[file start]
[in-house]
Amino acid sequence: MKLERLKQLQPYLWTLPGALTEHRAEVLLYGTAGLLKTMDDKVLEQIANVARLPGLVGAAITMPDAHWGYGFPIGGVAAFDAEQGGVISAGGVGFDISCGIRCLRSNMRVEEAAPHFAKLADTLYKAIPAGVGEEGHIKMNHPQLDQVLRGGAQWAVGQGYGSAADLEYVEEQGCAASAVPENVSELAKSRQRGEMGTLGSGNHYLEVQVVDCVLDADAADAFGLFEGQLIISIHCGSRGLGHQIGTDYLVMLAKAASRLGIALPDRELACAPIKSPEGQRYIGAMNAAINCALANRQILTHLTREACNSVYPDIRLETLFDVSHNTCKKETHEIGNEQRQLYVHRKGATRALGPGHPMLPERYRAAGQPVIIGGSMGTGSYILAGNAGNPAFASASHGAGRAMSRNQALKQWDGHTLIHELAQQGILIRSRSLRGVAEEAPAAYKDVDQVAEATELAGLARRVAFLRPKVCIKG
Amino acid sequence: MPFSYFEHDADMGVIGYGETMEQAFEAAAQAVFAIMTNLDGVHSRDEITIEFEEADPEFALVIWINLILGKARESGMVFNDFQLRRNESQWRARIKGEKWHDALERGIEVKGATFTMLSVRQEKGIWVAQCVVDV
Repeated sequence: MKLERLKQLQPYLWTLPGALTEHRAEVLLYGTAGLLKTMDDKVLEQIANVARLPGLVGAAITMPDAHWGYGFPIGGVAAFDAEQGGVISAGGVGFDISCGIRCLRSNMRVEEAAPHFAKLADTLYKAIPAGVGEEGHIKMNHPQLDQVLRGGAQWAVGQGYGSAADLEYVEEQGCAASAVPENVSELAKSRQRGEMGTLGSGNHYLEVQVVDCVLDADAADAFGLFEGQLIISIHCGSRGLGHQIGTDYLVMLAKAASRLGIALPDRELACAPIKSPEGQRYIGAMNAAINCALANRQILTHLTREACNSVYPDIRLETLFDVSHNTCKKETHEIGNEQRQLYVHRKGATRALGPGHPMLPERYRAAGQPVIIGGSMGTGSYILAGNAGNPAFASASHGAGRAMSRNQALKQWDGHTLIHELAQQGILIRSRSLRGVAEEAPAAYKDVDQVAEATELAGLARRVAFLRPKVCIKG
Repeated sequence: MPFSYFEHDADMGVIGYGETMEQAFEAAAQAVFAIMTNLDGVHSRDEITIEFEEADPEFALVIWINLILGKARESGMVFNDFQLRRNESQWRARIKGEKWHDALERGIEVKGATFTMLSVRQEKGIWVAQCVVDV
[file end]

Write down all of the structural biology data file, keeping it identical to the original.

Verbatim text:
[in-house]
Amino acid sequence: MKLERLKQLQPYLWTLPGALTEHRAEVLLYGTAGLLKTMDDKVLEQIANVARLPGLVGAAITMPDAHWGYGFPIGGVAAFDAEQGGVISAGGVGFDISCGIRCLRSNMRVEEAAPHFAKLADTLYKAIPAGVGEEGHIKMNHPQLDQVLRGGAQWAVGQGYGSAADLEYVEEQGCAASAVPENVSELAKSRQRGEMGTLGSGNHYLEVQVVDCVLDADAADAFGLFEGQLIISIHCGSRGLGHQIGTDYLVMLAKAASRLGIALPDRELACAPIKSPEGQRYIGAMNAAINCALANRQILTHLTREACNSVYPDIRLETLFDVSHNTCKKETHEIGNEQRQLYVHRKGATRALGPGHPMLPERYRAAGQPVIIGGSMGTGSYILAGNAGNPAFASASHGAGRAMSRNQALKQWDGHTLIHELAQQGILIRSRSLRGVAEEAPAAYKDVDQVAEATELAGLARRVAFLRPKVCIKG
Amino acid sequence: MPFSYFEHDADMGVIGYGETMEQAFEAAAQAVFAIMTNLDGVHSRDEITIEFEEADPEFALVIWINLILGKARESGMVFNDFQLRRNESQWRARIKGEKWHDALERGIEVKGATFTMLSVRQEKGIWVAQCVVDV
Repeated sequence: MKLERLKQLQPYLWTLPGALTEHRAEVLLYGTAGLLKTMDDKVLEQIANVARLPGLVGAAITMPDAHWGYGFPIGGVAAFDAEQGGVISAGGVGFDISCGIRCLRSNMRVEEAAPHFAKLADTLYKAIPAGVGEEGHIKMNHPQLDQVLRGGAQWAVGQGYGSAADLEYVEEQGCAASAVPENVSELAKSRQRGEMGTLGSGNHYLEVQVVDCVLDADAADAFGLFEGQLIISIHCGSRGLGHQIGTDYLVMLAKAASRLGIALPDRELACAPIKSPEGQRYIGAMNAAINCALANRQILTHLTREACNSVYPDIRLETLFDVSHNTCKKETHEIGNEQRQLYVHRKGATRALGPGHPMLPERYRAAGQPVIIGGSMGTGSYILAGNAGNPAFASASHGAGRAMSRNQALKQWDGHTLIHELAQQGILIRSRSLRGVAEEAPAAYKDVDQVAEATELAGLARRVAFLRPKVCIKG
Repeated sequence: MPFSYFEHDADMGVIGYGETMEQAFEAAAQAVFAIMTNLDGVHSRDEITIEFEEADPEFALVIWINLILGKARESGMVFNDFQLRRNESQWRARIKGEKWHDALERGIEVKGATFTMLSVRQEKGIWVAQCVVDV